Influence of mitochondrial and systemic iron levels in heart failure pathology

Abstract

Iron deficiency or overload poses an increasingly complex issue in cardiovascular disease, especially heart failure. The potential benefits and side effects of iron supplementation are still a matter of concern, even though current guidelines suggest therapeutic management of iron deficiency. In this review, we sought to examine the iron metabolism and to identify the rationale behind iron supplementation and iron chelation. Cardiovascular disease is increasingly linked with iron dysmetabolism, with an increased proportion of heart failure patients being affected by decreased plasma iron levels and in turn, by the decreased quality of life. Multiple studies have concluded on a benefit of iron administration, even if just for symptomatic relief. However, new studies field evidence for negative effects of dysregulated non-bound iron and its reactive oxygen species production, with concern to heart diseases. The molecular targets of iron usage, such as the mitochondria, are prone to deleterious effects of the polyvalent metal, added by the scarcely described processes of iron elimination. Iron supplementation and iron chelation show promise of therapeutic benefit in heart failure, with the extent and mechanisms of both prospects not being entirely understood. It may be that a state of decreased systemic and increased mitochondrial iron levels proves to be a useful frame for future advancements in understanding the interconnection of heart failure and iron metabolism.

Comparative efficacy and safety of mineralocorticoid receptor antagonists in heart failure: a network meta-analysis of randomized controlled trials

Abstract

The efficacy and safety of mineralocorticoid receptor antagonists (MRAs) in patients with heart failure (HF) are controversial. To explore the role of MRAs in HF patients with an ejection fraction of no more than 45%, we conducted a network meta-analysis of randomized controlled trials (RCTs). We systematically searched PubMed, Embase, the Cochrane Library, and Clinicaltrials. RCTs involving the efficacy and/or safety of the use of MRAs in patients with HF were included. Outputs are presented as the surface under the cumulative ranking area (SUCRA) probabilities. Thirteen RCTs involving a total of 13,597 participants were included. Finerenone 10 mg was associated with the lowest probability of achieving at cardiovascular mortality (SUCRA, 5.0%), followed by finerenone 7.5 mg (SUCRA, 31.6%). In reducing N-terminal pro-B-type natriuretic peptide, finerenone 15 mg and finerenone 7.5 mg ranked the best and second best (SUCRA 68.1% and 63.8%, respectively), followed by finerenone 10 mg (SUCRA 59.2%). Spironolactone and canrenone have a higher risk of hyperkalemia and renal deterioration. Regarding the prevention of worsening renal function, finerenone 7.5 mg (SUCRA 14.3%) was the best treatment, followed by finerenone 2.5 mg (SUCRA 16.3%) and finerenone 10 mg (SUCRA 25.6%). Compared with spironolactone and eplerenone, finerenone 10 mg was associated with low risk in the occurrence of cardiovascular mortality, hospitalization, and adverse events (P < 0.01). This network meta-analysis is the first to find that finerenone 7.5–10 mg has the highest probability of being the optimal alternative among MRAs in the treatment of HF patients with an ejection fraction of no more than 45%.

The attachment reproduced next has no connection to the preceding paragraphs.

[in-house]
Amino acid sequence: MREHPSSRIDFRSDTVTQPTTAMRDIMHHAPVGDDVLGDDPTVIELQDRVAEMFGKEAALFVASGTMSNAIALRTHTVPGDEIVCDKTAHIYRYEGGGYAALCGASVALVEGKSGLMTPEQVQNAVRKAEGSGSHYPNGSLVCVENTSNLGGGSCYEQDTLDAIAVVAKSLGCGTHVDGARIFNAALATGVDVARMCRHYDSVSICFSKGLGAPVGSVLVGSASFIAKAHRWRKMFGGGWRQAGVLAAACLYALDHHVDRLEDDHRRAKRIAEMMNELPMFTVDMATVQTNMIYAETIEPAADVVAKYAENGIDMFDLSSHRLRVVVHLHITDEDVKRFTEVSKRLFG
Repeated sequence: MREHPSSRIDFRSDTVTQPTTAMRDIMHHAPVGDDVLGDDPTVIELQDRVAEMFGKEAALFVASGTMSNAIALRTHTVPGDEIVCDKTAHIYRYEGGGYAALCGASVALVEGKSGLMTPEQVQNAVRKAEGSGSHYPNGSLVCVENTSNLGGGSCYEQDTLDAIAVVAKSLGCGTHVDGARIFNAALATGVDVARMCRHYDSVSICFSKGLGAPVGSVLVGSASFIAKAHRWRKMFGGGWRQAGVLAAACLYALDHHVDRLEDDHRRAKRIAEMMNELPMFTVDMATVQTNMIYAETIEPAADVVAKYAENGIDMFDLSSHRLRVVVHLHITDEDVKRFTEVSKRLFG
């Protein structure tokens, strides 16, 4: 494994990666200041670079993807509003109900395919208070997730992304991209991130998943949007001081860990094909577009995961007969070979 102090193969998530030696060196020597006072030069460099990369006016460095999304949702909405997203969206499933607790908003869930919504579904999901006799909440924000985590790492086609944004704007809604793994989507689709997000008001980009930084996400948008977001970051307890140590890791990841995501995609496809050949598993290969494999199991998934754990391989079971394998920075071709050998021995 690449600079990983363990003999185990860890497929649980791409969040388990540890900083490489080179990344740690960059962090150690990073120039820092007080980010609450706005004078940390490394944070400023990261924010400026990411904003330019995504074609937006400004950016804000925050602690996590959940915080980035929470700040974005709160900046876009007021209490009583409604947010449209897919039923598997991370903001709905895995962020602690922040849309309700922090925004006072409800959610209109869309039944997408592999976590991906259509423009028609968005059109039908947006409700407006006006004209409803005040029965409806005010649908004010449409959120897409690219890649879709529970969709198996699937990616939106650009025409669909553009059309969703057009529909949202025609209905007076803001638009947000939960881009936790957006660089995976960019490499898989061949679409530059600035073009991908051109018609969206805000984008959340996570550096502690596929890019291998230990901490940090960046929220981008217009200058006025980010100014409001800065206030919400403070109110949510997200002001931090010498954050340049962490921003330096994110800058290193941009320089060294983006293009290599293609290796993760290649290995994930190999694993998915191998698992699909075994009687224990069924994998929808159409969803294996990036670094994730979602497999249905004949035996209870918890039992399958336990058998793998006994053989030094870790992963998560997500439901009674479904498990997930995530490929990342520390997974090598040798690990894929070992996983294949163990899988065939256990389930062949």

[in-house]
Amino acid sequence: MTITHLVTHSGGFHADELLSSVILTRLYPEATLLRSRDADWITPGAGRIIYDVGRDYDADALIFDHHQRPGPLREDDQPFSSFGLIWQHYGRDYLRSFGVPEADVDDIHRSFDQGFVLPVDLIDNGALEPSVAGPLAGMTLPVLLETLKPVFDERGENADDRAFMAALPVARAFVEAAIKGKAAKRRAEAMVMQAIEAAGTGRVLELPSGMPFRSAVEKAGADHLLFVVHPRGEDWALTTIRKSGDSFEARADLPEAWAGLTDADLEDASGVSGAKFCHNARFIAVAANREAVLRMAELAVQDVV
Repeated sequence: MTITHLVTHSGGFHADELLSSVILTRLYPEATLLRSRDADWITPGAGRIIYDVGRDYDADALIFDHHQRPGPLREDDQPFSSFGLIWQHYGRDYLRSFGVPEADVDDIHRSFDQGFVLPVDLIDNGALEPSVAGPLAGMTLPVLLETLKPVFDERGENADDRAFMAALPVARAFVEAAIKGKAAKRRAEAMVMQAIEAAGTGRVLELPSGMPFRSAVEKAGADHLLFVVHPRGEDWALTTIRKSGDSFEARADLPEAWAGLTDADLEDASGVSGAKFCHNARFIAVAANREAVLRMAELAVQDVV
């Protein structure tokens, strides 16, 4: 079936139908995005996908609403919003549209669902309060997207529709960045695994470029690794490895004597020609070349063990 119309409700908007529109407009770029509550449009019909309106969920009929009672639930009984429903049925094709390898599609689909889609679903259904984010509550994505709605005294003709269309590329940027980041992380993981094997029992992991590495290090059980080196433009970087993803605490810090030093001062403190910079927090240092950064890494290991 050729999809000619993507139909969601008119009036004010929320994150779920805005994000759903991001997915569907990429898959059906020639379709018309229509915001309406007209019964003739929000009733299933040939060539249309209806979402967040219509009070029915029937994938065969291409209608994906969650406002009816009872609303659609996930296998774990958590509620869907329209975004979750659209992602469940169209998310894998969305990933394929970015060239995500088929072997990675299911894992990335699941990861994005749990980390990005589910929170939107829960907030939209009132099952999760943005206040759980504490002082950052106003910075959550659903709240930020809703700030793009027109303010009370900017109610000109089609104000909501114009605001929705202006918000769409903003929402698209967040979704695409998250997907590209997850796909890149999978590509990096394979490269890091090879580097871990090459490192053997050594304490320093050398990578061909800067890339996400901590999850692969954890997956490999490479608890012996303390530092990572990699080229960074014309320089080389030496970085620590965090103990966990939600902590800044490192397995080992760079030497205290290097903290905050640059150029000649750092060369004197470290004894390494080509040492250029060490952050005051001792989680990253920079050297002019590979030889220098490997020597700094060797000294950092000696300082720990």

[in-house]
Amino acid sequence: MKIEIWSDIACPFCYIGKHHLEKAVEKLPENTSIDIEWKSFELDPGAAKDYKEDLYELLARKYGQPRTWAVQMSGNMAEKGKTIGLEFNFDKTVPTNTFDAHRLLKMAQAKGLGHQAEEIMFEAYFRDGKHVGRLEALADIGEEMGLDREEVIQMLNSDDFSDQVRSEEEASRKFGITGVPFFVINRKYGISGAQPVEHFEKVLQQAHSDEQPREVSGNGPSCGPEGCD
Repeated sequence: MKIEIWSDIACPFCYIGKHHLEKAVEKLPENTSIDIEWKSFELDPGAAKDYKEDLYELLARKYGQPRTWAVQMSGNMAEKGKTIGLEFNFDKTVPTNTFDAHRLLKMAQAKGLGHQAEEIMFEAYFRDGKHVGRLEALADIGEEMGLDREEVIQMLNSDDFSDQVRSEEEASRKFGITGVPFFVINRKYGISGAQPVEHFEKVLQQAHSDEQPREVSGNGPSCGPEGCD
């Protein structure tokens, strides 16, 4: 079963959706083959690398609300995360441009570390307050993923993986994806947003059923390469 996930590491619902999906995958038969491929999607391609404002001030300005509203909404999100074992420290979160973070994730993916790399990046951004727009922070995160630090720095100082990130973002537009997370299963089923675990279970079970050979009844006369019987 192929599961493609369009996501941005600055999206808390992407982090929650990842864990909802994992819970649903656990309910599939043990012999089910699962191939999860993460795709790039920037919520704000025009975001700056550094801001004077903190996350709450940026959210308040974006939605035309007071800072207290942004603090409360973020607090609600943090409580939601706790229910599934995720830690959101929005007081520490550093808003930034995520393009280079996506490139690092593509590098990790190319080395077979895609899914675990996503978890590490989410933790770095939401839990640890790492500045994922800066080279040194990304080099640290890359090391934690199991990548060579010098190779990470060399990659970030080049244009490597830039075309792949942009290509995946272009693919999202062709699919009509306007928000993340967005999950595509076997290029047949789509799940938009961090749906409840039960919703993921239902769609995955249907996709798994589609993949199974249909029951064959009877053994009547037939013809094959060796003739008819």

Advanced heart failure: non-pharmacological approach

Abstract

Patients with advanced heart failure have poor prognosis despite traditional pharmacological therapies. The early identification of these subjects would allow them to be addressed on time in dedicated centers to select patients eligible for heart transplantation or ventricular assistance. In this article we will report the current management of these patients based on latest international guidelines, underlining some critical aspects, with reference to future perspectives.

Clinical significance of nutritional status in patients with chronic heart failure—a systematic review

Abstract